2. Areas of Commitments under the Agreement on Agriculture

3. Market Access

4. Export Subsidies



Lecture 1. Introduction to the course "Regulation of International Trade within the framework of the WTO " 1. Reasons for imposing trade restriction - individual country perspective

Within the course of International Economics you have learnt that free trade maximizes world output and benefits all nations. In theory, international trade can result in full utilization of natural and social resources and increase the welfare of all nations in trade.

International trade is a bridge for a nation towards prosperity, advancement and civilization. Today, no civilized nation can isolate itself from the rest of the world. Processes of globalization and economic integration have made the world a global village, and international trade plays an irreplaceable role in this process. In this respect, the WTO constitutes international trade policy, including general trade policies, trade rules and regulations of individual nations. International trade policy examines the reasons for and effects of trade restrictions because nations usually impose some restrictions on the flow of goods, services, and factors across their borders.

Despite the theory of international trade explains free trade to be the paretto optima, practically all nations (except for some free trade harbors like Hong Kong, Panama) do impose some restrictions on the free flow of international trade. In order to explain this phenomenon, it is necessary to understand effects of trade restrictions on production, consumption, trade and welfare.

Trade restrictions include tariffs and non-tariff measures. The most important type of trade restriction has historically been the tariff. The WTO/GATT has predominantly been devoted to the tariff reduction negotiations. The only issue discussed in the first 6 rounds of negotiations of the GATT is how to reduce tariff rates.

A tariff is a tax or duty levied on the traded commodity as it crosses a national boundary. An import tariff is a duty on the imported commodity, while an export tariff is a duty on the exported commodity. Import tariffs are more important than export tariffs. Export tariffs are usually applied by developing countries on their traditional exports (such as Ghana on its cocoa and Brazil on its coffee) to get better prices and raise revenues. The main objectives of an import tariff are to protect domestic market or domestic infant industries such as auto industry in Uzbekistan against foreign competition and to raise revenues of the central government of a country.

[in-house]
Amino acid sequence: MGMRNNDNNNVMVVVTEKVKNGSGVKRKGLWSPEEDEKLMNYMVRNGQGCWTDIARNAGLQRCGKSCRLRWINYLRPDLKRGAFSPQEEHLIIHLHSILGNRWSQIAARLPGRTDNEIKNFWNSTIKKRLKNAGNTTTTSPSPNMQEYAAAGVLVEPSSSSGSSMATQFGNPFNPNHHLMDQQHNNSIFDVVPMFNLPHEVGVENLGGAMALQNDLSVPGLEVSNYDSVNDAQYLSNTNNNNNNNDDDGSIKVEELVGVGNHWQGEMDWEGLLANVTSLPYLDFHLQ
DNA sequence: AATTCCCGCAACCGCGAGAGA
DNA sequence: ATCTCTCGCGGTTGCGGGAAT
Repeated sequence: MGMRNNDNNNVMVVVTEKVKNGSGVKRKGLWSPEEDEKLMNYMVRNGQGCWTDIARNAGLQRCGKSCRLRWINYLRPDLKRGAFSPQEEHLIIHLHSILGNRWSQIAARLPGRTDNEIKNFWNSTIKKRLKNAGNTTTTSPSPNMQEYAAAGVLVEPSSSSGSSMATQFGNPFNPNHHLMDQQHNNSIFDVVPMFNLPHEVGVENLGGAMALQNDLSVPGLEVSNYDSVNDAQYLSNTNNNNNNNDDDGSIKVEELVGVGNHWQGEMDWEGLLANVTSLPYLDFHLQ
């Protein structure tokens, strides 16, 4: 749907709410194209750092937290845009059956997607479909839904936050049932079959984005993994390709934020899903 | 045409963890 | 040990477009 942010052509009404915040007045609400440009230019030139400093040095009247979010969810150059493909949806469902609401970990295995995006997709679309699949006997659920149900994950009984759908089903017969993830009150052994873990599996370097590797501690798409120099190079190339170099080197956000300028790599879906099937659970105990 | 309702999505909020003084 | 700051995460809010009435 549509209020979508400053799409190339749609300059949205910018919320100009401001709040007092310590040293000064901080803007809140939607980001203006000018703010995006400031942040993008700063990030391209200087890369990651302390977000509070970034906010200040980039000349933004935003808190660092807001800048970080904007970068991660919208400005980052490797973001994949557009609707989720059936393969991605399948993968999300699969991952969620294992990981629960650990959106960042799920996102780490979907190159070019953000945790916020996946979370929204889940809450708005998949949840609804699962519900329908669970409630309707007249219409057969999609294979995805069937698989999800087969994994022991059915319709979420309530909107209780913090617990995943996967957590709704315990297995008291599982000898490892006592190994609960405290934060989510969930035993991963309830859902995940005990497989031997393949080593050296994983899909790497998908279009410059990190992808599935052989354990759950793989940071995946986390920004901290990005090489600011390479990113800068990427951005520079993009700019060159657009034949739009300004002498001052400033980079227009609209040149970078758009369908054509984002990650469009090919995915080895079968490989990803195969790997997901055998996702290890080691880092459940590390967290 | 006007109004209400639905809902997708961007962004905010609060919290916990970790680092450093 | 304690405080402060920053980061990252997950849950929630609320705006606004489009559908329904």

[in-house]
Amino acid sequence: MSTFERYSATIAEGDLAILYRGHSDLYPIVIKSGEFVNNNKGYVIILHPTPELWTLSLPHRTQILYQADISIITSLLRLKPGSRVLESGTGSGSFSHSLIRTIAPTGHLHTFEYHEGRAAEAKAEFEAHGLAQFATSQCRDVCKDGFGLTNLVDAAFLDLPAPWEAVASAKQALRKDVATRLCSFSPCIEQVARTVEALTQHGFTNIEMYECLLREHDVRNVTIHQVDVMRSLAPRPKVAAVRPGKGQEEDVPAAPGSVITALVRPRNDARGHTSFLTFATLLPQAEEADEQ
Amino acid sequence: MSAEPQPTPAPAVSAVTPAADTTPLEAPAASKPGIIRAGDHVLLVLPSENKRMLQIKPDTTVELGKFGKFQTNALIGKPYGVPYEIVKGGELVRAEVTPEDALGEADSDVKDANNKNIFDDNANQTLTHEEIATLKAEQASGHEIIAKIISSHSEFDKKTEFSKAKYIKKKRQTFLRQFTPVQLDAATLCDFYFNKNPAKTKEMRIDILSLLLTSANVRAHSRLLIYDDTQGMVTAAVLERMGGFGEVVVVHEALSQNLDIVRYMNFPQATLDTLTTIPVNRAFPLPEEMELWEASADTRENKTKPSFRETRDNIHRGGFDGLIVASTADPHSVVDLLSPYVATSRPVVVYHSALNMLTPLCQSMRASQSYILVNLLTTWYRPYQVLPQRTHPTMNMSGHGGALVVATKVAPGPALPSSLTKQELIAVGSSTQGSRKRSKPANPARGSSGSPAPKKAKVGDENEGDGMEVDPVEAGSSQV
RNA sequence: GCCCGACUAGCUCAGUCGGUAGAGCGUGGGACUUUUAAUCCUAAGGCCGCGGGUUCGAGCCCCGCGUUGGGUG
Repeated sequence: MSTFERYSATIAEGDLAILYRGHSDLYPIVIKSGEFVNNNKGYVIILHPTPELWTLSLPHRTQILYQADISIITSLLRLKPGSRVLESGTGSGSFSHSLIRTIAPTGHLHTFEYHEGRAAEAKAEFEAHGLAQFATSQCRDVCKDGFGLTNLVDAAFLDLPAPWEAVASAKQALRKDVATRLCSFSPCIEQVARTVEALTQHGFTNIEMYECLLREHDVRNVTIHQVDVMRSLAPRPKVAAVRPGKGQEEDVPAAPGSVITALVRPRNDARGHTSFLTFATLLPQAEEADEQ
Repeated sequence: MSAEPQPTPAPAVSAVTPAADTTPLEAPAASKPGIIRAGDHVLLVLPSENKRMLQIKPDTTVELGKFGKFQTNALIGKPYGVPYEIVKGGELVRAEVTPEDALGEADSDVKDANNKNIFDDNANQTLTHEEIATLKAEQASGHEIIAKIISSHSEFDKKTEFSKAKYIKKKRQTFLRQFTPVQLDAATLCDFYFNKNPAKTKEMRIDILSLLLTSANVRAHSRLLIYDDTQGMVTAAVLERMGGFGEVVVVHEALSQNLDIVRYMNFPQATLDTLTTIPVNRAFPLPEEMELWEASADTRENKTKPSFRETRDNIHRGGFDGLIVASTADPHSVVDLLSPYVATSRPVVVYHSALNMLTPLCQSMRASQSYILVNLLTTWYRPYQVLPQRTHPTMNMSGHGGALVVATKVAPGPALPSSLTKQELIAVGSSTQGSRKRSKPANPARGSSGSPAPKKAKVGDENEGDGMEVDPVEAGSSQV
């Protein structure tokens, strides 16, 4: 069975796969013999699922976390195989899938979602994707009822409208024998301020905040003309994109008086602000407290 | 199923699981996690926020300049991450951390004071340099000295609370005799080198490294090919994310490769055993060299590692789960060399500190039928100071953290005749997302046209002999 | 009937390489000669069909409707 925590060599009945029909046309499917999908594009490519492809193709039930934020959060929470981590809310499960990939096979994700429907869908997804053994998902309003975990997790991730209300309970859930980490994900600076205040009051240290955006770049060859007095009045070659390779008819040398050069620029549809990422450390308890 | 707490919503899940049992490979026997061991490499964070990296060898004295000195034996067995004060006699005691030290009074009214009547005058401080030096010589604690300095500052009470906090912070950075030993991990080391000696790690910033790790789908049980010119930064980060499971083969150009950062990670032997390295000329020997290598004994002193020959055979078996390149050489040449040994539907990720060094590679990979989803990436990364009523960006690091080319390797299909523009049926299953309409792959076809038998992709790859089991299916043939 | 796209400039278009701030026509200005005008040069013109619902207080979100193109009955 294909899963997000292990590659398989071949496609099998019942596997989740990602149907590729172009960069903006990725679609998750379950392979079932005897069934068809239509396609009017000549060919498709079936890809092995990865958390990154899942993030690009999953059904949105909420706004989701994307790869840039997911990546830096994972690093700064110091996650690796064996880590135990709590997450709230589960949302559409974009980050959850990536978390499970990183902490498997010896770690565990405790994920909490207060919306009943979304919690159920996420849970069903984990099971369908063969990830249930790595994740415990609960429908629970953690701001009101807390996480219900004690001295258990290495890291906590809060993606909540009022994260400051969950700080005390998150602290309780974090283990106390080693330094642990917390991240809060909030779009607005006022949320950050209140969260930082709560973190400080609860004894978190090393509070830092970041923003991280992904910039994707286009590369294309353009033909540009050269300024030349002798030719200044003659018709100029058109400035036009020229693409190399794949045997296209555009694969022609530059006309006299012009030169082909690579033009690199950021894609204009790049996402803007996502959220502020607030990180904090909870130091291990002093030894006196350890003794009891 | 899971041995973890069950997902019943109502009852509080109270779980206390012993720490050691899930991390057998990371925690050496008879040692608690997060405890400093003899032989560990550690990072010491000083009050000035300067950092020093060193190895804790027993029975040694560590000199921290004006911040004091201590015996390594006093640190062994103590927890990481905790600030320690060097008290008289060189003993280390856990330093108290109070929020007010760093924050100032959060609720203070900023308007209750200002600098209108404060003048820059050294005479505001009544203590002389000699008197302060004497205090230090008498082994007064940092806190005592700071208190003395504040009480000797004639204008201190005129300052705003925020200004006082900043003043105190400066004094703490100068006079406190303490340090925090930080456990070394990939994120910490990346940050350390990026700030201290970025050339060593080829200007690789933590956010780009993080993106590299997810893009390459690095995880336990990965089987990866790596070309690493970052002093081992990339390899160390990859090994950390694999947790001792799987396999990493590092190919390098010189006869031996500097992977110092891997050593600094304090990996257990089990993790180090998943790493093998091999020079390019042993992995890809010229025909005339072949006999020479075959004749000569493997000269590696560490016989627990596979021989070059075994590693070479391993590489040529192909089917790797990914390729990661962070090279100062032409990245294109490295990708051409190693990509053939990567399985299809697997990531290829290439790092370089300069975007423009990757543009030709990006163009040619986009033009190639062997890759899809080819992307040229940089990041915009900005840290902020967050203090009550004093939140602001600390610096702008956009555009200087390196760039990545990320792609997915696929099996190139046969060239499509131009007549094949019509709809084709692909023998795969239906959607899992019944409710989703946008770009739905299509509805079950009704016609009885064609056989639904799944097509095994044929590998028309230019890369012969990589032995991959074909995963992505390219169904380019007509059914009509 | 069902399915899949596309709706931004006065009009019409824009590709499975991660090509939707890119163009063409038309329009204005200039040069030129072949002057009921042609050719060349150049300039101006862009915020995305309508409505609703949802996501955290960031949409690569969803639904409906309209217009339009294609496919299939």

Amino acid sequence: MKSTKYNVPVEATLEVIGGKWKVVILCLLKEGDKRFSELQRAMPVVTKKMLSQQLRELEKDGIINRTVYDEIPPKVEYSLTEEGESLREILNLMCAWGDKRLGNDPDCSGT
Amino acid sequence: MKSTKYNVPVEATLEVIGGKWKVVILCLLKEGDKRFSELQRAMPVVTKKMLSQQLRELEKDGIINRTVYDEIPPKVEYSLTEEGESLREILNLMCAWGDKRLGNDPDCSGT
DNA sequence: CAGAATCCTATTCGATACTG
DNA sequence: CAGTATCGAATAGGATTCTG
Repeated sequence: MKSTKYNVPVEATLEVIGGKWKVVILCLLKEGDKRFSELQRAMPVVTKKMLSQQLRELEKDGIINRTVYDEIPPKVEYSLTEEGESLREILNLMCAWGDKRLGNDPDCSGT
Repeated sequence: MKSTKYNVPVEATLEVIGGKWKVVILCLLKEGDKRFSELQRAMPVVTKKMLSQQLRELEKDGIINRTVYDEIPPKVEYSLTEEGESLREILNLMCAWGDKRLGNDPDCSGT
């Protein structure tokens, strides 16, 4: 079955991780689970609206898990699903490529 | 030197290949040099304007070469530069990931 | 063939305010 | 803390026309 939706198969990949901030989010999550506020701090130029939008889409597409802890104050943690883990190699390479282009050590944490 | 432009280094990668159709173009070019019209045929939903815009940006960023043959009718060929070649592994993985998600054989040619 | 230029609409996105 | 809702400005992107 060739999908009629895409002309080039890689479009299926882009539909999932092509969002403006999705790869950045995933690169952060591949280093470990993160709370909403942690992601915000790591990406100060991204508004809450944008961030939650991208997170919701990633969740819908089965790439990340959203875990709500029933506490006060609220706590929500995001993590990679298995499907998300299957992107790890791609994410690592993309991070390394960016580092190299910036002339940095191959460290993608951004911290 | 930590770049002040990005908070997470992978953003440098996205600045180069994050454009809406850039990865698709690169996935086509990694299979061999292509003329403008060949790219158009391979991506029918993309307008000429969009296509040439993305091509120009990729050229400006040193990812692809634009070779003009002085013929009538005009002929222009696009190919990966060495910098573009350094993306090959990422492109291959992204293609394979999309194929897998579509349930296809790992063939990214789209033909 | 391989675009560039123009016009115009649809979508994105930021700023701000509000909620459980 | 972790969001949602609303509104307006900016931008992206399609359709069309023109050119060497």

Tariffs can be ad valorem, specific, or compound. The ad valorem tariff is expressed as a fixed percentage of the value of the traded commodity. The specific tariff is expressed as a fixed sum per physical unit of the traded commodity. A compound tariff is a combination of an ad valorem and a specific tariff.

Tariffs, though generally declined in industrial nations since World War II (with an average nominal tariff rate of 3.8%), are still rendering tremendous effects on production, consumption, trade and welfare in the nation imposing the tariff and on its trade partners. While tariffs are invariably rationalized in terms of national welfare (such as the protection of infant industry or national industries), in reality they are usually advocated by those special groups in the nation that stand to benefit from such restrictions.

In short, consumers pay a higher price for the commodity and producers receive a higher price as a result of t...